How do I get my traction control fixed?
January 24, 2012 12:08 PM   Subscribe

How do I convince the dealer to fix my car? Lonnnng explanation inside

I drive a 2007 Saturn Aura - roughly 45,000 miles on it. When I bought the car (new), the airbag light came on repeatedly. I took the car in for servicing. They came back and told me the onboard computer said there was nothing wrong with my car - that it was "water on the seat - ignore it." Four years later, and after many, many, many trips to different dealerships, they found out that the airbag and the passenger seat had been improperly installed - it had never functioned. They repaired it. Fortunately, I was never in a wreck, so at least theoretically, no harm, no foul.

However, the larger problem was that the car's diagnostic computer does not work. It doesn't record anything. It never has.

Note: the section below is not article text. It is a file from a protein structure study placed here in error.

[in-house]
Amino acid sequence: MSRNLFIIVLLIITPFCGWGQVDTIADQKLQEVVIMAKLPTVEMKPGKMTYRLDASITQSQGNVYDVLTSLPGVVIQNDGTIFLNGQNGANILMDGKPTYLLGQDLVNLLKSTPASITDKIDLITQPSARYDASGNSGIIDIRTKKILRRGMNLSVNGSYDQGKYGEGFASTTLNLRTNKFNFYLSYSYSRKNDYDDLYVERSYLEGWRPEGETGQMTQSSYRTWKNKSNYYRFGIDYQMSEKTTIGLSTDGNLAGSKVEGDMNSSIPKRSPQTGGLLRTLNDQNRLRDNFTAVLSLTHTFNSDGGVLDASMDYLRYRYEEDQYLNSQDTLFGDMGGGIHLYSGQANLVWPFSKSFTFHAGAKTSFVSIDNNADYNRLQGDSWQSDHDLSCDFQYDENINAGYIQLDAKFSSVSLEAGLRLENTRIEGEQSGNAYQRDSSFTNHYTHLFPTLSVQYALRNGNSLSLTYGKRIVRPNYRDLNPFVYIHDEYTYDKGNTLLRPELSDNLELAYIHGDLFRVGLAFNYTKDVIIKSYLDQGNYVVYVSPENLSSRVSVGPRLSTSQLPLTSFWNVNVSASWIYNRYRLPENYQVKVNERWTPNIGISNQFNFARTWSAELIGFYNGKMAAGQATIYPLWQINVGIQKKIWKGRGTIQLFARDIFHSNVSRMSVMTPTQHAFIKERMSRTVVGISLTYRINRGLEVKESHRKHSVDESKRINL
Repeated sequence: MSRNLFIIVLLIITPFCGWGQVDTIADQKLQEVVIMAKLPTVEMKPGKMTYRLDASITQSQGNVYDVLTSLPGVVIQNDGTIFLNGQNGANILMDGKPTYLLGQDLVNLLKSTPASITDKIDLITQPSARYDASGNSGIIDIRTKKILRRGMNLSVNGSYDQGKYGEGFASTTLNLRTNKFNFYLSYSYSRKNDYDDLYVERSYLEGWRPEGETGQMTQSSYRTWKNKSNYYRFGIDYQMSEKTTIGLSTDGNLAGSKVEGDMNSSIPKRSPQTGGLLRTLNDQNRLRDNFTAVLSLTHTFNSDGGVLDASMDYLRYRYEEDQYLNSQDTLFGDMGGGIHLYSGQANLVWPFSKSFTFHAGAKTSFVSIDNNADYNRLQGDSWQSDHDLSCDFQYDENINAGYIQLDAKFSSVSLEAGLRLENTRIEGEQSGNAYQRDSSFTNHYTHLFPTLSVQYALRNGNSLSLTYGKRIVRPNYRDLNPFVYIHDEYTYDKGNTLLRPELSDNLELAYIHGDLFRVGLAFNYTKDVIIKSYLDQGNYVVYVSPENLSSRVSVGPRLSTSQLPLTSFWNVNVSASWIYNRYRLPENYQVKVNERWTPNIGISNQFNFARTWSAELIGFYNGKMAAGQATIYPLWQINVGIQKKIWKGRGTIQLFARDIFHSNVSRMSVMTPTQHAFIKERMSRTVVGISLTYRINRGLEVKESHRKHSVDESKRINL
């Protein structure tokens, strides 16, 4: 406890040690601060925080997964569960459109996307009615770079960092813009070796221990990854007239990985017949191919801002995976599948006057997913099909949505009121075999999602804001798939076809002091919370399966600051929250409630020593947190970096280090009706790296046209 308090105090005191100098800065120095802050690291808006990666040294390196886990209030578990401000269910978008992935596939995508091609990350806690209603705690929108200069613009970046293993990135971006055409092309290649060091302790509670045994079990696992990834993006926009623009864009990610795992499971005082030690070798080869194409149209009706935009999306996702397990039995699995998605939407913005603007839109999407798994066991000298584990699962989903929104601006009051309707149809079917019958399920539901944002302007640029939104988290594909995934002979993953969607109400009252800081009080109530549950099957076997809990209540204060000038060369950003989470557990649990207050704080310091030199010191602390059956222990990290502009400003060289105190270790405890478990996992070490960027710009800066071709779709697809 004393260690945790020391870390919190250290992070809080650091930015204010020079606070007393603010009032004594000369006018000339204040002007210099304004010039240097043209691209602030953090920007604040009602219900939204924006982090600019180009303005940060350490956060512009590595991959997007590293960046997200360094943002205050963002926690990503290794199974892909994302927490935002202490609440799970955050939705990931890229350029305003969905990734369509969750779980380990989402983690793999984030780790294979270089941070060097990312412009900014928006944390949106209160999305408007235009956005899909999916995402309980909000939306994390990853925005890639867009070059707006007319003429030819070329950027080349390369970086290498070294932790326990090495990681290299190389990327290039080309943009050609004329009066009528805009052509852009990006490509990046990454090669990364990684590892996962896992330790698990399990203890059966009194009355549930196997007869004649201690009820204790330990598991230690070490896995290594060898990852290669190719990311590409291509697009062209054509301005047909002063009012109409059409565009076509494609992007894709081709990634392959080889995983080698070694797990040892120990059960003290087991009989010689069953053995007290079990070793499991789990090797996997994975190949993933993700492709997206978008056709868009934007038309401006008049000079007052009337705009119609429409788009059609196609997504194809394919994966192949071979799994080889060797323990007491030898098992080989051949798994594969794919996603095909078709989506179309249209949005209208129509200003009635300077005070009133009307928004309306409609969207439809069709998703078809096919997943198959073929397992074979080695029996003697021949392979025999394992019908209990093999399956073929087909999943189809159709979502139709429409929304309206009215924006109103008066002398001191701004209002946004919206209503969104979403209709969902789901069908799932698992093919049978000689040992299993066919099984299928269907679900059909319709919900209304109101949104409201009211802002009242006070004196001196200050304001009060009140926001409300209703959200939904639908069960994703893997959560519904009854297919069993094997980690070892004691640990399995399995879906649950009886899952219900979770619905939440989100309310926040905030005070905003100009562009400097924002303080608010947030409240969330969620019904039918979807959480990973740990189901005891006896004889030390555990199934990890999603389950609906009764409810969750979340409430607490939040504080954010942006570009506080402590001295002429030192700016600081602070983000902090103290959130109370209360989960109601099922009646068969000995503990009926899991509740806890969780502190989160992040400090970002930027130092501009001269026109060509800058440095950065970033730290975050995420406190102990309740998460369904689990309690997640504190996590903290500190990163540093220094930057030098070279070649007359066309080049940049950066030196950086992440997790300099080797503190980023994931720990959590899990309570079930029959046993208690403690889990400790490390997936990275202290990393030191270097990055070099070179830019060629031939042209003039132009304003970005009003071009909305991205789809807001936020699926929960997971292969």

Now, my traction control stops working intermittently. Worse, the car seems to skid, or slip, on dry pavement. The car's diagnostic computer does not record when the "service traction control" light comes on.

I took the car to a local dealer. They told me there's nothing wrong with it. There's nothing wrong with the onboard computer, there's nothing wrong with the traction control. To quote the service guy - "Your car works perfectly." I was told the exact same thing when the airbag was malfunctioning. Obviously, there's something wrong with the car's computer, since it didn't record any problems with the airbag. These are serious safety issues, and they're blowing me off.